The Portuguese has come under heavy fire after a disastrous run of results that culminated in Wednesday’s 3-1 Champions League defeat to Napoli.
There are also strong suggestions that a number of senior players do not believe their 34-year-old manager is the right man to take the club forward, although Villas-Boas insists he is already planning for next season.
But Ivanovic, who joined the club from Lokomotiv Moscow in 2008, believes Frank Lampard and Ashley Cole, who are rumoured to be among those with doubts, must put the team before personal interests.
And the 27-year-old insists Chelsea can turn their season around after going on a run of just four wins from 14 games in all competitions.
“For me this is the hardest moment of my four years here,” said the Russian, deep in the bowels of the filthy yet wonderfully atmospheric Stadio San Paolo.
“We haven’t won a lot of games and our confidence is not in the best way. We must do all we can do to do well, we must keep going and be positive.
“This is the way to pass this critical period. If everybody works right I think we can get a reward for our hard work.
“Do players have to put the team first ahead of their own considerations? Yes. This is one of the most important moments and we all know that.
“Of course if there are some players who don’t play you can see they are big professionals and they are doing their bit for the team. We have to be together with each other and it can help us pass this moment.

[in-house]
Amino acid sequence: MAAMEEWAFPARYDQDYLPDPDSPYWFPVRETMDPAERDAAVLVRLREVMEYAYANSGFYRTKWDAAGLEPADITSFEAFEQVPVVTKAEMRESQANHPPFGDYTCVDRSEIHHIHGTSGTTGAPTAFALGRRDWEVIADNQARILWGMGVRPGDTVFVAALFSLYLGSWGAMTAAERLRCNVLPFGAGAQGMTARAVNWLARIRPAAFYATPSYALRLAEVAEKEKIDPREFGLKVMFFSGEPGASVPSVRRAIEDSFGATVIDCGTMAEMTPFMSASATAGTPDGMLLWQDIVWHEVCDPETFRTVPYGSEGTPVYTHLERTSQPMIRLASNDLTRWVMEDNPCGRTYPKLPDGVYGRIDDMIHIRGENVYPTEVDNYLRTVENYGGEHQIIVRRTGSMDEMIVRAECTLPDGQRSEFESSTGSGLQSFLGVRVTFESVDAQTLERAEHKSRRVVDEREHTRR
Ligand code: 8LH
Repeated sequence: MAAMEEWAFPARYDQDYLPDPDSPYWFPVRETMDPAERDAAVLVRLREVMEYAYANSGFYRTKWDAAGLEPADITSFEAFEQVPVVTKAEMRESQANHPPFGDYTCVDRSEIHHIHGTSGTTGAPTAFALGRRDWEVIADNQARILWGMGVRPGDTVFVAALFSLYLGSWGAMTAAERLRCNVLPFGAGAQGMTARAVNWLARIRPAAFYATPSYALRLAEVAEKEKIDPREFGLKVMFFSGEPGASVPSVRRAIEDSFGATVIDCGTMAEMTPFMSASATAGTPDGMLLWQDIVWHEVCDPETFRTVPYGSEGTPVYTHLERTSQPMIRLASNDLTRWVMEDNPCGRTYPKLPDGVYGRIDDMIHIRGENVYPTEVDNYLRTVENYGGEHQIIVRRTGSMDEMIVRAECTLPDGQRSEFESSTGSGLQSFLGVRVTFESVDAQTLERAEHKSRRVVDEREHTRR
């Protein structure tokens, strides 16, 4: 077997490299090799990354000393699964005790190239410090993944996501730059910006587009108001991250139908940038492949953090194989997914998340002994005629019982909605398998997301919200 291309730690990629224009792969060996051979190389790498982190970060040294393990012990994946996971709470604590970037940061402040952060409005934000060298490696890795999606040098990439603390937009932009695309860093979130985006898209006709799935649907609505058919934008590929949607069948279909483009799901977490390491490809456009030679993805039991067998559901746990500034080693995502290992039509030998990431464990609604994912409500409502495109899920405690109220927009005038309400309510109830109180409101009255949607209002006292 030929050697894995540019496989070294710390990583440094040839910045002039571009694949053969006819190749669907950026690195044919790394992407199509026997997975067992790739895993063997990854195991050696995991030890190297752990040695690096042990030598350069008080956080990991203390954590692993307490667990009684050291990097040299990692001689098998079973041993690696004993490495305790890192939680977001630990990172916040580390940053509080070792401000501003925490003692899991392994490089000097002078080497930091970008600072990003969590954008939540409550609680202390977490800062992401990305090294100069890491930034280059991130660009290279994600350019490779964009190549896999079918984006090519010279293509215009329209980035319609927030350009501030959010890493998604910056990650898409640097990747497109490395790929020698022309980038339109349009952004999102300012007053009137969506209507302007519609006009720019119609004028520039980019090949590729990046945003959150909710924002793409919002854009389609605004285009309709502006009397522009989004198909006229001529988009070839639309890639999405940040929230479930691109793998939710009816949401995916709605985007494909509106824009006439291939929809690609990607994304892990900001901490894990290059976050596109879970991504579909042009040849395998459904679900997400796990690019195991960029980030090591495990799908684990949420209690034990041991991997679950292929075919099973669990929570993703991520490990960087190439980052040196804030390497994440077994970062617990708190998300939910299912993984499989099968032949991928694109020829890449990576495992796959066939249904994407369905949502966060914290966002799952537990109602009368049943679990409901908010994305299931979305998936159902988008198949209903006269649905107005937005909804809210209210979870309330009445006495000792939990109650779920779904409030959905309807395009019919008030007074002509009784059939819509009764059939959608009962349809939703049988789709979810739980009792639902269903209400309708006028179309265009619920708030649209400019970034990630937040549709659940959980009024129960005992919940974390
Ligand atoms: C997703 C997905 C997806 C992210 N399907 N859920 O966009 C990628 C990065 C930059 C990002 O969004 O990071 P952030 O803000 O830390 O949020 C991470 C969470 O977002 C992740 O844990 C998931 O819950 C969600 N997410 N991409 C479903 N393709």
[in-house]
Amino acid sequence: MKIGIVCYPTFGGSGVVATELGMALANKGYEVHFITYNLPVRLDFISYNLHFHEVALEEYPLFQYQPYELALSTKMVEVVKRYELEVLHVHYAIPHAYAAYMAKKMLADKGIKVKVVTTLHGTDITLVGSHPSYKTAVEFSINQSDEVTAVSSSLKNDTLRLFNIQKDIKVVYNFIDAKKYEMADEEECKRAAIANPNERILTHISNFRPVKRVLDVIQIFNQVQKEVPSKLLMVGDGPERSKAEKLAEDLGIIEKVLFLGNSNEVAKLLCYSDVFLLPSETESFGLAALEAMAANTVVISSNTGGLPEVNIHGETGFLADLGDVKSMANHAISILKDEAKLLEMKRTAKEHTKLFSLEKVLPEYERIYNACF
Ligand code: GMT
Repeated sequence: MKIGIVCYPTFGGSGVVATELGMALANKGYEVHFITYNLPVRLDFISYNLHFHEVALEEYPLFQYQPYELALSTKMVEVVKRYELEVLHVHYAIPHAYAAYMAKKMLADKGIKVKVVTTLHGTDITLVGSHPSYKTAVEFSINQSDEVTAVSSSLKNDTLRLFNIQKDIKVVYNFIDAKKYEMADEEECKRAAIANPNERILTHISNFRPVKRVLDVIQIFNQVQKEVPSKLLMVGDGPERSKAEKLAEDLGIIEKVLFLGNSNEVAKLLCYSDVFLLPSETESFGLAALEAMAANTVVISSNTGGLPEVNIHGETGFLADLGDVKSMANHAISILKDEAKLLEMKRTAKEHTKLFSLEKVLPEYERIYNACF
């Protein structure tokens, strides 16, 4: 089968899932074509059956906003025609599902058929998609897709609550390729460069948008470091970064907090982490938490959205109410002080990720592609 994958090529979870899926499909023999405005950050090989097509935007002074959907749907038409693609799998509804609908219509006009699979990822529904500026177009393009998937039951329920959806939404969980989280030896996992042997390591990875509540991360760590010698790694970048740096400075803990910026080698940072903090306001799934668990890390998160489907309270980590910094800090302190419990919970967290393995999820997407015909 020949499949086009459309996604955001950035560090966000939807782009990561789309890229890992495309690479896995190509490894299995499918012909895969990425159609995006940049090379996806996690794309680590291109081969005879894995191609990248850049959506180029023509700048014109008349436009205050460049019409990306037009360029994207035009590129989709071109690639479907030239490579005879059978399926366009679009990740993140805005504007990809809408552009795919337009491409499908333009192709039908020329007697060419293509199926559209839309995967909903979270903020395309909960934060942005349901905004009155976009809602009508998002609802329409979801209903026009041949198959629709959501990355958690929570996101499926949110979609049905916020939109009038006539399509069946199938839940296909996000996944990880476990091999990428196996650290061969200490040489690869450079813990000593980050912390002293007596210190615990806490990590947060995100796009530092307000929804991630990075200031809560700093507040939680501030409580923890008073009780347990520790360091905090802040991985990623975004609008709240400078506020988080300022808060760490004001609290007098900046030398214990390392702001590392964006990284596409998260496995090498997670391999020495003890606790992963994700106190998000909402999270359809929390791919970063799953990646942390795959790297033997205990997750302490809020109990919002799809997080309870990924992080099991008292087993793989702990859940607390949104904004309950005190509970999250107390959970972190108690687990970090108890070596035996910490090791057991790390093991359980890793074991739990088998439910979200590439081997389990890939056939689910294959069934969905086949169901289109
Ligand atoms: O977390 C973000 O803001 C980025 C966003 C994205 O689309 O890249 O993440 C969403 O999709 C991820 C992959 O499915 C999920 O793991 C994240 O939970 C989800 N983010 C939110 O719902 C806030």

“All the players are behind the manager. These things are always coming out when you’re losing. What we can all do together is still believe and try to do the right things.
“I don’t know what the manager is saying [about it], but it is more about what is happening with Chelsea. That is more important than the relationship between the manager and players.
“Chelsea has to be in front of everybody to get the result. The manager is doing his job by deciding who plays and we as players have to do our job. I think every player thinks like that and tries to make things better from this position because we have a lot of things wrong, but this is Chelsea and we have to do these things.”
Yet the speculation over Villas-Boas will not go away. Cole is understood to have been particularly vocal when told he was dropped for the clash in Naples, although the full-back came on in the 11th minute due to Jose Bosingwa’s hamstring injury. By dropping Cole, Lampard and Michael Essien, Villas-Boas was making a statement, but one which backfired horribly.
“I can’t say who will stay, but all these things are interesting for you [the press],” said Ivanovic when asked if the manager had told his players he has their backing.
“For us we have to be more focused on our jobs. We don’t have to care about these things [speculation]. I think it’s a hard position, very difficult. For us it’s very important to staytogether.“Our team, our squad is not doing what is expected of us. This is a fact.” Indeed they are not. What is so striking about Chelsea now is their lack of certainty in defence — Jose Mourinho would never have countenanced a player as error-prone as David Luiz, for example — and their lack of speed going forward.
The swift counter-attack and the rapier thrusts of the Chelsea team that Mourinho built have now been replaced by ponderous, lethargic movement and a lack of energy.
Chelsea simply had no match for Ezequiel Lavezzi and Edinson Cavani on Tuesday night, and if Roman Abramovich had any sense he would ensure purchasing one or both of that pairing was as important to him as ensuring the future of his manager.
But when Chelsea defend as they did on Tuesday night, they have no chance. It is almost certain that Napoli will score in the return. If Gary Cahill and Luiz are the centre-back pairing again trouble awaits, both for the manager and his players.